|Appears in Collections:||Biological and Environmental Sciences eTheses|
|Title:||The role of polyandry in sexual selection among dance flies|
|Author(s):||Herridge, Elizabeth J|
|Supervisor(s):||Bussiere, Luc F|
sex role reversal
|Publisher:||University of Stirling|
|Citation:||E.J. Herridge, R.L. Murray, D.T. Gwynne and L.F. Bussière, Mating and Parental Sex Roles, Diversity in, In Encyclopedia of Evolutionary Biology, edited by Richard M. Kliman, Academic Press, Oxford, 2016, Pages 453-458|
|Abstract:||Elaborate sexual ornaments evolve because mate choice exerts strong sexual selection favouring individuals with high levels of ornament expression. Consequently, even at evolutionary equilibrium, life history theory predicts that ornamental traits should be under directional sexual selection that opposes contrasting selection to reduce the costs associated with their maintenance. Otherwise, the resources used to maintain ornaments should be used to improve other life history functions. Elaborate female ornaments have only evolved in a few species, despite females commonly experiencing strong sexual selection. One explanation for this rarity is that male preferences for female ornaments may be self-limiting: females with higher mating success become less attractive because of the lower paternity share they provide to mates with every additional sperm competitor. The unusual species in which female ornaments do occur can provide rare insight into how selection can favour the expression of expensive characters in females despite their costs. The main goal of my thesis was to determine how sexual selection acts on exaggerated sexual ornaments, and give new insight into how these ornaments may have evolved, in spite of the self-limiting nature of selection on male preferences. To determine the strength of sexual selection acting on female ornamentation in dance flies, we developed new microsatellite markers to assess polyandry rates by genotyping stored sperm in wild female dance flies. We first used polyandry rates to determine whether ornament expression was associated with higher mating success in female Rhamphomyia longicauda, a species that has evolved two distinct and exaggerated female ornaments. Contrary to our predictions, we found no evidence that females with larger ornaments enjoy higher mating success. We then compared polyandry rates in R. longicauda to those of two other species of dance fly, one (Empis aestiva) that has i independently evolved female ornaments on its legs, and another (E. tessellata) that does not possess any discernable female ornaments. We also estimated the opportunity for sexual selection, which we found to be similar and relatively low in all three species. Moreover, the standardized sexual selection gradients for ornaments were weak and non-significant in all three species. Females with more elaborate ornaments, in both within- and cross-species comparisons, therefore did not enjoy higher mating success. Overall, these results suggested that sexual selection operates rather differently in females compared to males, potentially explaining the general rarity of female ornaments. Our amplifications of stored sperm were able to reveal more than just mate numbers. We developed new methods to study patterns of sperm storage in wild female dance flies. We investigated how the skew in sperm genotypes from mixed sperm stores changed with varying levels of polyandry. Our data suggested that sperm stores were dominated by a single male in R. longicauda, and that the proportion of sperm contributed by this dominant male was largely independent of the number of rival males’ sperm present in the spermatheca. These results were consistent with the expectation of males using sperm ‘offence strategies’ in sperm competition and that the most successful male is likely to be the female’s last partner before oviposition. As a whole, my thesis contributed new molecular resources for an understudied and fascinating group of organisms. It exploited these new resources to provide the first estimates of lifetime mating success in several related species, and suggested that the general prediction that ornament expression should covary with sexual selection intensity does not seem to hold in this group. Instead, both the unusual prevalence of ii ornaments and the inconsistent evidence for sexual selection that sustains them in dance flies may owe their existence to the confluence of two important factors. First, the conditions under which sperm competition occurs: as last male precedence is likely, males are selected to prefer the most gravid females to secure a high fraction of her offspring’s paternity as they are unlikely to mate again before oviposition. Second, potent sexually antagonistic coevolution between hungry females and discerning males: females have evolved ornaments to disguise their stage of egg maturity to receive the benefits of nuptial gifts, while males face the challenge of distinguishing between gravidity and ornamentation in females.|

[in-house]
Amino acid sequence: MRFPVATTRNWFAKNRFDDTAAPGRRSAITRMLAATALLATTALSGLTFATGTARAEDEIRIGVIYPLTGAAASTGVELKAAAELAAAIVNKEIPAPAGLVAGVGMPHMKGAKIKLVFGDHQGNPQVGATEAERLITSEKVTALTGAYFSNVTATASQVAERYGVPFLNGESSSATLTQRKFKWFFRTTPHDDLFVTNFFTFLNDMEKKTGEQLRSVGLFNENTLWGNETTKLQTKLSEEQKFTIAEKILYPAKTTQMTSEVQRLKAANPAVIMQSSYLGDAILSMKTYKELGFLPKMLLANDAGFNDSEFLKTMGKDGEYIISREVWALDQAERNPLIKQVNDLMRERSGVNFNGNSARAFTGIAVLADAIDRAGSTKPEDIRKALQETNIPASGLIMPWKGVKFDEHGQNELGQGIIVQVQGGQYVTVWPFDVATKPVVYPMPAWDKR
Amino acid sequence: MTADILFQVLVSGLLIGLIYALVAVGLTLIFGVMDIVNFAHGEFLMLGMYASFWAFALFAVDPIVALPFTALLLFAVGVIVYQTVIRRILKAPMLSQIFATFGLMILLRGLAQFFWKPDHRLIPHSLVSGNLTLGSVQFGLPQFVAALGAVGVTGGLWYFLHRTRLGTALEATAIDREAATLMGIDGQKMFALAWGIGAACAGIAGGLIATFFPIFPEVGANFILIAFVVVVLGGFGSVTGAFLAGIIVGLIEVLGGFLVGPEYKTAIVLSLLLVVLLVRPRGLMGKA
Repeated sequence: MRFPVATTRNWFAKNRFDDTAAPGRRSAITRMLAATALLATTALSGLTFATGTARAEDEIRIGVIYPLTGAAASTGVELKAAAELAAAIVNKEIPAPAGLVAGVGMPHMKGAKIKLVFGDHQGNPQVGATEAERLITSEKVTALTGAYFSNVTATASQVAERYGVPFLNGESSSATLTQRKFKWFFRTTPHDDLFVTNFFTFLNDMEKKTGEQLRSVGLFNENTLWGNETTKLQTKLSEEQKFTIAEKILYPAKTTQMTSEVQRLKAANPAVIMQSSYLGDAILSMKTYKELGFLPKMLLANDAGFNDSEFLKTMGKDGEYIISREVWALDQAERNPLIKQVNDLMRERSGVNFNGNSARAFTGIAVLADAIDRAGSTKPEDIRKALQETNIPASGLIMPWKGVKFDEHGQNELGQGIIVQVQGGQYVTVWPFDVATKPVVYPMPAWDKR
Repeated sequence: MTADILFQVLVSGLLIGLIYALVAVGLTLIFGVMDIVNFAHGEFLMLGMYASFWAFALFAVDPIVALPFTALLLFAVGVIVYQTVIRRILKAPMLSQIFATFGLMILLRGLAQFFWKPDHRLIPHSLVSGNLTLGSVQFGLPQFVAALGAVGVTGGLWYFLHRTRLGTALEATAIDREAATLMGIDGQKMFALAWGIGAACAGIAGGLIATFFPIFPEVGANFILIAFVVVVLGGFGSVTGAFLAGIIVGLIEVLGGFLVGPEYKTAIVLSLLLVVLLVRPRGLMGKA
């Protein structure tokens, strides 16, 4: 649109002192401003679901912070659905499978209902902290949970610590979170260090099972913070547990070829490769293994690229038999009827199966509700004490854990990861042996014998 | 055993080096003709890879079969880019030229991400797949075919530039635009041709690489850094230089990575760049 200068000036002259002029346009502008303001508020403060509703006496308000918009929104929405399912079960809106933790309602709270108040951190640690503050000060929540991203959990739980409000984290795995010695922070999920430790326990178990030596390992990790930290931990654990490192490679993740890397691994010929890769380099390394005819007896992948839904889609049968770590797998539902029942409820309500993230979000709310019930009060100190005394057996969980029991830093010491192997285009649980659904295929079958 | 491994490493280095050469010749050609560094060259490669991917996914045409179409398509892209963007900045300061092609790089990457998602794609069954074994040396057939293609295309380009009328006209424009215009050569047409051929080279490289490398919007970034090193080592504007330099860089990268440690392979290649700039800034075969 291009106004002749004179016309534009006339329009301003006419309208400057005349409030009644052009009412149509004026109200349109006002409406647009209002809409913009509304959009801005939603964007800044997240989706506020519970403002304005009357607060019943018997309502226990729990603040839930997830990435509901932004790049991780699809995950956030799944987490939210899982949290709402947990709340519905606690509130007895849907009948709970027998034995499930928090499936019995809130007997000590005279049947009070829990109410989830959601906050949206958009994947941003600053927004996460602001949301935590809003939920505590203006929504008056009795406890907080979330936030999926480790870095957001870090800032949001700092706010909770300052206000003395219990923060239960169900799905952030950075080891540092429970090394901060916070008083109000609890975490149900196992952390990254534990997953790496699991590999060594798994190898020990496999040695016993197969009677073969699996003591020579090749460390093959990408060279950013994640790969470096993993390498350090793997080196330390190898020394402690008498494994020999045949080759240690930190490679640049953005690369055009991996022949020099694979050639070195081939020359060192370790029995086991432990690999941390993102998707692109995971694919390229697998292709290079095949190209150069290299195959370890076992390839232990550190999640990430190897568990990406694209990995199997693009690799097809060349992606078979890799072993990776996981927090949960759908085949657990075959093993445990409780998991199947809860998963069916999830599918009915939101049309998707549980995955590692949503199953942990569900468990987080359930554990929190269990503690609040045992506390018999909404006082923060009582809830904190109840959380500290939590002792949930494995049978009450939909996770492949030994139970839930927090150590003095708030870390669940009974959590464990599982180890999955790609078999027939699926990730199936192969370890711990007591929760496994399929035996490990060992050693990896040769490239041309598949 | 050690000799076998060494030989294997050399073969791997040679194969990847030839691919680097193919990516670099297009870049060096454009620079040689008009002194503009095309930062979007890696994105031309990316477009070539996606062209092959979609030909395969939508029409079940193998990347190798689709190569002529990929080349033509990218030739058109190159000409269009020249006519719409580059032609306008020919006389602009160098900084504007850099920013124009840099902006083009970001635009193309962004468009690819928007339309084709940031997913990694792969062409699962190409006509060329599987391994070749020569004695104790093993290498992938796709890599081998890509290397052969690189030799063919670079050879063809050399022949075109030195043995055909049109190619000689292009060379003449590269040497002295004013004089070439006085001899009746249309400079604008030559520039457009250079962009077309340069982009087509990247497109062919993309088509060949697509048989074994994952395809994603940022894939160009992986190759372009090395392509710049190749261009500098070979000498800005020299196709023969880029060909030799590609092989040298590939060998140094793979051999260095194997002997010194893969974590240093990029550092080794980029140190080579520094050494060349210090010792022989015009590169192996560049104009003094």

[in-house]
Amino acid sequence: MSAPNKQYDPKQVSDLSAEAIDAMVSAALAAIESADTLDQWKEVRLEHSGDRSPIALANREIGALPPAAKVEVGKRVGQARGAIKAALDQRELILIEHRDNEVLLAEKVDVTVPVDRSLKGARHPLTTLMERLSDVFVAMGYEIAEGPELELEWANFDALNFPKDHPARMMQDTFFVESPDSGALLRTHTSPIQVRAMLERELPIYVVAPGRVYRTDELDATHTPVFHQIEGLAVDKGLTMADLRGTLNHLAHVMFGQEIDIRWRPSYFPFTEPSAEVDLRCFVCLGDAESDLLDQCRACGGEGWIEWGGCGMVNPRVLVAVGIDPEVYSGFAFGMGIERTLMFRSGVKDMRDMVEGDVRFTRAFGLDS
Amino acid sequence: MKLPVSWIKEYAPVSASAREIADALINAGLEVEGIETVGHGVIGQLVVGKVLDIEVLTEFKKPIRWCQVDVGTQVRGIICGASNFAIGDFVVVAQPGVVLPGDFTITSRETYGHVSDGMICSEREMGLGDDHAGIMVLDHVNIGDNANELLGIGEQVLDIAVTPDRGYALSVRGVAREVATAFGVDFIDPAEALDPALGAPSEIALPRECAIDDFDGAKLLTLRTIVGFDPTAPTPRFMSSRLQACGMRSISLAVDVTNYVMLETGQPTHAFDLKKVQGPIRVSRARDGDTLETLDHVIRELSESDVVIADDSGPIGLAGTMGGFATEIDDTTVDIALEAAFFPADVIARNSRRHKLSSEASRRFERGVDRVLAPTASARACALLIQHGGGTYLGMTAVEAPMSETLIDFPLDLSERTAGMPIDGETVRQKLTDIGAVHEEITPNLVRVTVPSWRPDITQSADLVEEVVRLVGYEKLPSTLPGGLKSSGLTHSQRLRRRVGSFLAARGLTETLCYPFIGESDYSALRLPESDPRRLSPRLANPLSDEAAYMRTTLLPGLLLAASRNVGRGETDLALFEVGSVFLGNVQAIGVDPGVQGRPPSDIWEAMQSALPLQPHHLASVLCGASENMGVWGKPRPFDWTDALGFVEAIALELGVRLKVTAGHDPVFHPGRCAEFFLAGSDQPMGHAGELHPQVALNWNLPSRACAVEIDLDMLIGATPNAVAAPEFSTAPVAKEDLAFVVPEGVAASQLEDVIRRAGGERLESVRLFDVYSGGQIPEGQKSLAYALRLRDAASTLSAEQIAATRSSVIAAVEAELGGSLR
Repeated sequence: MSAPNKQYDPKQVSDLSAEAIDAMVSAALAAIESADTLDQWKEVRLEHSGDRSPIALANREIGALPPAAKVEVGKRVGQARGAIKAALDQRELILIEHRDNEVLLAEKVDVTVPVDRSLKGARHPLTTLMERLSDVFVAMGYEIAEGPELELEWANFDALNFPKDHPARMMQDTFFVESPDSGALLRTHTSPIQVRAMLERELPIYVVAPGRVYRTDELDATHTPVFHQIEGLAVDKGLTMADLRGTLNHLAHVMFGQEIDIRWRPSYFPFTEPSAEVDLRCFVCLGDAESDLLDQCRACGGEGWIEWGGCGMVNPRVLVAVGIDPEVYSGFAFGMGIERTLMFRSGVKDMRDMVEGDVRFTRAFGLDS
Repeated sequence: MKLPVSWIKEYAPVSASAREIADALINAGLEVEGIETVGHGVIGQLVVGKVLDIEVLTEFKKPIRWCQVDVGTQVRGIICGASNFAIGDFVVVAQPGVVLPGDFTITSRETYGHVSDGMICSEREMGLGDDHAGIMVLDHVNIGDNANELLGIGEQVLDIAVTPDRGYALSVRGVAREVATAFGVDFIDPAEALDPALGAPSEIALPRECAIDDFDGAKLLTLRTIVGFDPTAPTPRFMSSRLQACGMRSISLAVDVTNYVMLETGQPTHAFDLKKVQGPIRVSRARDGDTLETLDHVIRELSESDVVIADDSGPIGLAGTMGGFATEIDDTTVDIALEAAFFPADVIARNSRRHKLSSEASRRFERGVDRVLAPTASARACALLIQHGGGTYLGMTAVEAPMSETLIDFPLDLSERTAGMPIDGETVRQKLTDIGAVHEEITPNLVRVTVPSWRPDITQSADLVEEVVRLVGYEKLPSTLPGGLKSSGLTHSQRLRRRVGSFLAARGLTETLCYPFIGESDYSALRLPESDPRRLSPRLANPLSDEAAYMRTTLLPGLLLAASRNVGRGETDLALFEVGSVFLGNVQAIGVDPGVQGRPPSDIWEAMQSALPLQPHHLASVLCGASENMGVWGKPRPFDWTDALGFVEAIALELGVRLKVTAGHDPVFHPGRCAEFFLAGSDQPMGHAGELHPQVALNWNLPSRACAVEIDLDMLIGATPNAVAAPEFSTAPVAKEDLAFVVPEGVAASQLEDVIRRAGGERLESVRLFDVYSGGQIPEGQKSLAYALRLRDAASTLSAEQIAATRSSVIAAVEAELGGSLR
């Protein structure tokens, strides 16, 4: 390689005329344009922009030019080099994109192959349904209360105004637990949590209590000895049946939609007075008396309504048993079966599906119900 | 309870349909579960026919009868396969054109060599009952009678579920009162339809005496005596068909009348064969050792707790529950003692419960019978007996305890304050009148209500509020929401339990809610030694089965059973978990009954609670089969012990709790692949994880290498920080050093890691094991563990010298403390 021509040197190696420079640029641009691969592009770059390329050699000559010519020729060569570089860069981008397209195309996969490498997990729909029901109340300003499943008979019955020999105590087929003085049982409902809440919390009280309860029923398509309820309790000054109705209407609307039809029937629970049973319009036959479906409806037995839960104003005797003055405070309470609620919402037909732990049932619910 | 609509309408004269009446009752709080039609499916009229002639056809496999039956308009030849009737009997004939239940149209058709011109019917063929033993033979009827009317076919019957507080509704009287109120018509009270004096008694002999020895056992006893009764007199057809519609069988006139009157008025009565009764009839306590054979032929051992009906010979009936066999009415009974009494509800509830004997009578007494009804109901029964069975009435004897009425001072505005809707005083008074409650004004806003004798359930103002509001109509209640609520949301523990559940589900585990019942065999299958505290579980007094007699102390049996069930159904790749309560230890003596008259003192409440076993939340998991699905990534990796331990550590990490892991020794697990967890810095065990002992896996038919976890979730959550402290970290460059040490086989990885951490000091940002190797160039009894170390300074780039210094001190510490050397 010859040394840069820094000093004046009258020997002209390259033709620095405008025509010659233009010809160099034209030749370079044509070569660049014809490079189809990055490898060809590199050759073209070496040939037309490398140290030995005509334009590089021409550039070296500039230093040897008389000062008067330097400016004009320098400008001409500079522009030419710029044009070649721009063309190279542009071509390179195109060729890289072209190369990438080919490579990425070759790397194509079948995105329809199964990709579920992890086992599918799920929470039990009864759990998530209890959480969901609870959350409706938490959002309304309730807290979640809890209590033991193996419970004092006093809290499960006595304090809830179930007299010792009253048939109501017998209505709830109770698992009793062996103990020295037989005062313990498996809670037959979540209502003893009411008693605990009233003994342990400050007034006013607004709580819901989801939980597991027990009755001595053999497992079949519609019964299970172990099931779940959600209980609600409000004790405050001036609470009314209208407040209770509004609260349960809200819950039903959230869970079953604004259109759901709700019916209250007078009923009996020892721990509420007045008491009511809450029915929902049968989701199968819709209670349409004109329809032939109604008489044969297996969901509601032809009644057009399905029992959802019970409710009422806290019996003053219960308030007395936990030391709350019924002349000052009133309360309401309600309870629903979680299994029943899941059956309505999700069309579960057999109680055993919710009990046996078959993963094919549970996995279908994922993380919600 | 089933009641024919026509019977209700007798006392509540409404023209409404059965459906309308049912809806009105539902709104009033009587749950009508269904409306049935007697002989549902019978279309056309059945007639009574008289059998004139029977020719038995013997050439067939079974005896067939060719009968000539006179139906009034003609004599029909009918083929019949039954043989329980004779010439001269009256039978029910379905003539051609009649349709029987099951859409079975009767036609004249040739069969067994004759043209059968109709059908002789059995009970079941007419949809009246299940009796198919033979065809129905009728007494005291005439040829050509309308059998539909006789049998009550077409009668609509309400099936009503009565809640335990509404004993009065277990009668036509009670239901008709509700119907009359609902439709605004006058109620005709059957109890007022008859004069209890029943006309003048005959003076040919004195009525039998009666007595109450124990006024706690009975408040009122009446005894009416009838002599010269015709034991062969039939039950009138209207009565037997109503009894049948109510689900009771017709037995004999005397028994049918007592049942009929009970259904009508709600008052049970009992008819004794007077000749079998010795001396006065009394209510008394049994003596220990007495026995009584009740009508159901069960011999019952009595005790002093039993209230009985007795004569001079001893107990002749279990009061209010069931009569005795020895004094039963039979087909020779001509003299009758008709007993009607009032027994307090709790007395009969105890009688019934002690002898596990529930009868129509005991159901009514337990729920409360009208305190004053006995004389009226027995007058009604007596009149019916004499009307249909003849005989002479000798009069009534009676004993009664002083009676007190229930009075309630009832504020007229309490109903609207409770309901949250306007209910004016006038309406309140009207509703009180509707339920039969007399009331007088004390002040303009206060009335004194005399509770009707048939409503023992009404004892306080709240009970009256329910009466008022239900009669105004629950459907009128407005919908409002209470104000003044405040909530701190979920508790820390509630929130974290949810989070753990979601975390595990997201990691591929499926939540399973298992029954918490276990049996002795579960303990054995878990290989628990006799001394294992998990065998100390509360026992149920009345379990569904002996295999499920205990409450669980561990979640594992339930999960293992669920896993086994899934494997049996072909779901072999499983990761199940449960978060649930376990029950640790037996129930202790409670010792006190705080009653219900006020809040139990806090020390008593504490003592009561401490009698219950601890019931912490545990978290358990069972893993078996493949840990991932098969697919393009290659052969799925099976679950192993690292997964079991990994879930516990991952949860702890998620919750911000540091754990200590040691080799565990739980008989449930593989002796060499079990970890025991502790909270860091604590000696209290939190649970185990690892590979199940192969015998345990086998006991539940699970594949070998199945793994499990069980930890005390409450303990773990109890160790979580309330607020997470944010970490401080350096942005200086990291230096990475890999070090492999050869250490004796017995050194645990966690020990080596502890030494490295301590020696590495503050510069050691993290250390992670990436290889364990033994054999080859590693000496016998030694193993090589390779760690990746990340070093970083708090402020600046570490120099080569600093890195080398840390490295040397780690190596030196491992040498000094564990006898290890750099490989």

|Type:||Thesis or Dissertation|
|EJHerridge_PhD_Thesis_PostViva.pdf||Final thesis||2.29 MB||Adobe PDF||View/Open|
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